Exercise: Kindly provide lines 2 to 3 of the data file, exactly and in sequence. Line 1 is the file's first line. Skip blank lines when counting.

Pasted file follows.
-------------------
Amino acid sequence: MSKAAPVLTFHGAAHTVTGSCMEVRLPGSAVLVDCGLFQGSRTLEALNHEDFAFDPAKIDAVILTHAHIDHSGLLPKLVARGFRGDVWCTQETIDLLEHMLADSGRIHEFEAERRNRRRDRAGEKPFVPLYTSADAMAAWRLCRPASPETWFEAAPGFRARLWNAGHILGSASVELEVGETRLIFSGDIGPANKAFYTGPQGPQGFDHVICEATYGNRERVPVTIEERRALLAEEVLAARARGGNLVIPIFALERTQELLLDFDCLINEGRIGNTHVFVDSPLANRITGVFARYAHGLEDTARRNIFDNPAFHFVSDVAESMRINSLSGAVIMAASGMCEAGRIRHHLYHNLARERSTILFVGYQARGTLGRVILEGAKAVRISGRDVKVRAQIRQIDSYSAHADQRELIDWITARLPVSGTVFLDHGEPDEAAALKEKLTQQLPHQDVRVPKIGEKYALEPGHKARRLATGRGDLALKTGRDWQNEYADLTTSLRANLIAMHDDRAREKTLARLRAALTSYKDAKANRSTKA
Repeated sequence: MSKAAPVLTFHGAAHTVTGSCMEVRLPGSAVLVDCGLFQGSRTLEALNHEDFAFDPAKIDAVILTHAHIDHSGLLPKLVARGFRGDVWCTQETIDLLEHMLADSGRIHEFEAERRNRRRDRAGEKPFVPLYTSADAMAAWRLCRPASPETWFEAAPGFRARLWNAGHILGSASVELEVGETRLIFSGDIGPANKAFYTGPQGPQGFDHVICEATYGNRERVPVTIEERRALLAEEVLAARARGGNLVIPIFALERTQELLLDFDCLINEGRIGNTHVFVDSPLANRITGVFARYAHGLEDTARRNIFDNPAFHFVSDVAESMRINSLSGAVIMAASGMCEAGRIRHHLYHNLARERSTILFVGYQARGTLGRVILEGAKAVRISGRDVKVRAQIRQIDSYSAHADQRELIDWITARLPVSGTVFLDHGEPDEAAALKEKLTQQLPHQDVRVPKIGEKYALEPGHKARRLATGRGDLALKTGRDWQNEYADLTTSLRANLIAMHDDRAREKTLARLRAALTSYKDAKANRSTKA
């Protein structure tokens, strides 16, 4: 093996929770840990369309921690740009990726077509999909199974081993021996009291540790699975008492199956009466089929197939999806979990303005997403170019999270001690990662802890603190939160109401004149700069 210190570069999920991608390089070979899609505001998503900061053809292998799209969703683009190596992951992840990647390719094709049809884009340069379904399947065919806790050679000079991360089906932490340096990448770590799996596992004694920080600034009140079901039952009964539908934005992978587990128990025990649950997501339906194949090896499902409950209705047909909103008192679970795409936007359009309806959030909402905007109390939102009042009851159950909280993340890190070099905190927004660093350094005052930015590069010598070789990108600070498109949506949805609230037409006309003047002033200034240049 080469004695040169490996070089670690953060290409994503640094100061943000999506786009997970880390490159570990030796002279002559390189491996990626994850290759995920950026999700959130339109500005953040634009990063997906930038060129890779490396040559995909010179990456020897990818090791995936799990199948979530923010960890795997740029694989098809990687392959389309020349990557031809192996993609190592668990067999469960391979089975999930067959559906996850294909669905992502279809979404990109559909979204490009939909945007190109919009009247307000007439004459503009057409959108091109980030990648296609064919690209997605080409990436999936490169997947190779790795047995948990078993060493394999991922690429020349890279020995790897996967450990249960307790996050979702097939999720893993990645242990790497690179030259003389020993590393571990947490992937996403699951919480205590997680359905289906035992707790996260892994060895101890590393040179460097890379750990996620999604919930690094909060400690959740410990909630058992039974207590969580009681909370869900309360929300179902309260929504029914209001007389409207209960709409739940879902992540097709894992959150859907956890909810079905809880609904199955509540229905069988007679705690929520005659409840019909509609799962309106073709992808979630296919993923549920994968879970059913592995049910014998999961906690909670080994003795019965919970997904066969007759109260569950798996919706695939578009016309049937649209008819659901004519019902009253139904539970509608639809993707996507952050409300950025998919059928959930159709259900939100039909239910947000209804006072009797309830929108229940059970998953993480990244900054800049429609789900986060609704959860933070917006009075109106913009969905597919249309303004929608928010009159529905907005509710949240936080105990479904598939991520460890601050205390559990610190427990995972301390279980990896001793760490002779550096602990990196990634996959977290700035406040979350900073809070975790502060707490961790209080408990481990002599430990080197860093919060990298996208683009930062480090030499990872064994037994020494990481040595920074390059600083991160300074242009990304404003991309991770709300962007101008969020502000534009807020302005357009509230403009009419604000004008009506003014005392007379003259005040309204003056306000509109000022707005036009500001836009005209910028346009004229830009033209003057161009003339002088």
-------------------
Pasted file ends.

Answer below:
Repeated sequence: MSKAAPVLTFHGAAHTVTGSCMEVRLPGSAVLVDCGLFQGSRTLEALNHEDFAFDPAKIDAVILTHAHIDHSGLLPKLVARGFRGDVWCTQETIDLLEHMLADSGRIHEFEAERRNRRRDRAGEKPFVPLYTSADAMAAWRLCRPASPETWFEAAPGFRARLWNAGHILGSASVELEVGETRLIFSGDIGPANKAFYTGPQGPQGFDHVICEATYGNRERVPVTIEERRALLAEEVLAARARGGNLVIPIFALERTQELLLDFDCLINEGRIGNTHVFVDSPLANRITGVFARYAHGLEDTARRNIFDNPAFHFVSDVAESMRINSLSGAVIMAASGMCEAGRIRHHLYHNLARERSTILFVGYQARGTLGRVILEGAKAVRISGRDVKVRAQIRQIDSYSAHADQRELIDWITARLPVSGTVFLDHGEPDEAAALKEKLTQQLPHQDVRVPKIGEKYALEPGHKARRLATGRGDLALKTGRDWQNEYADLTTSLRANLIAMHDDRAREKTLARLRAALTSYKDAKANRSTKA
């Protein structure tokens, strides 16, 4: 093996929770840990369309921690740009990726077509999909199974081993021996009291540790699975008492199956009466089929197939999806979990303005997403170019999270001690990662802890603190939160109401004149700069 210190570069999920991608390089070979899609505001998503900061053809292998799209969703683009190596992951992840990647390719094709049809884009340069379904399947065919806790050679000079991360089906932490340096990448770590799996596992004694920080600034009140079901039952009964539908934005992978587990128990025990649950997501339906194949090896499902409950209705047909909103008192679970795409936007359009309806959030909402905007109390939102009042009851159950909280993340890190070099905190927004660093350094005052930015590069010598070789990108600070498109949506949805609230037409006309003047002033200034240049 080469004695040169490996070089670690953060290409994503640094100061943000999506786009997970880390490159570990030796002279002559390189491996990626994850290759995920950026999700959130339109500005953040634009990063997906930038060129890779490396040559995909010179990456020897990818090791995936799990199948979530923010960890795997740029694989098809990687392959389309020349990557031809192996993609190592668990067999469960391979089975999930067959559906996850294909669905992502279809979404990109559909979204490009939909945007190109919009009247307000007439004459503009057409959108091109980030990648296609064919690209997605080409990436999936490169997947190779790795047995948990078993060493394999991922690429020349890279020995790897996967450990249960307790996050979702097939999720893993990645242990790497690179030259003389020993590393571990947490992937996403699951919480205590997680359905289906035992707790996260892994060895101890590393040179460097890379750990996620999604919930690094909060400690959740410990909630058992039974207590969580009681909370869900309360929300179902309260929504029914209001007389409207209960709409739940879902992540097709894992959150859907956890909810079905809880609904199955509540229905069988007679705690929520005659409840019909509609799962309106073709992808979630296919993923549920994968879970059913592995049910014998999961906690909670080994003795019965919970997904066969007759109260569950798996919706695939578009016309049937649209008819659901004519019902009253139904539970509608639809993707996507952050409300950025998919059928959930159709259900939100039909239910947000209804006072009797309830929108229940059970998953993480990244900054800049429609789900986060609704959860933070917006009075109106913009969905597919249309303004929608928010009159529905907005509710949240936080105990479904598939991520460890601050205390559990610190427990995972301390279980990896001793760490002779550096602990990196990634996959977290700035406040979350900073809070975790502060707490961790209080408990481990002599430990080197860093919060990298996208683009930062480090030499990872064994037994020494990481040595920074390059600083991160300074242009990304404003991309991770709300962007101008969020502000534009807020302005357009509230403009009419604000004008009506003014005392007379003259005040309204003056306000509109000022707005036009500001836009005209910028346009004229830009033209003057161009003339002088």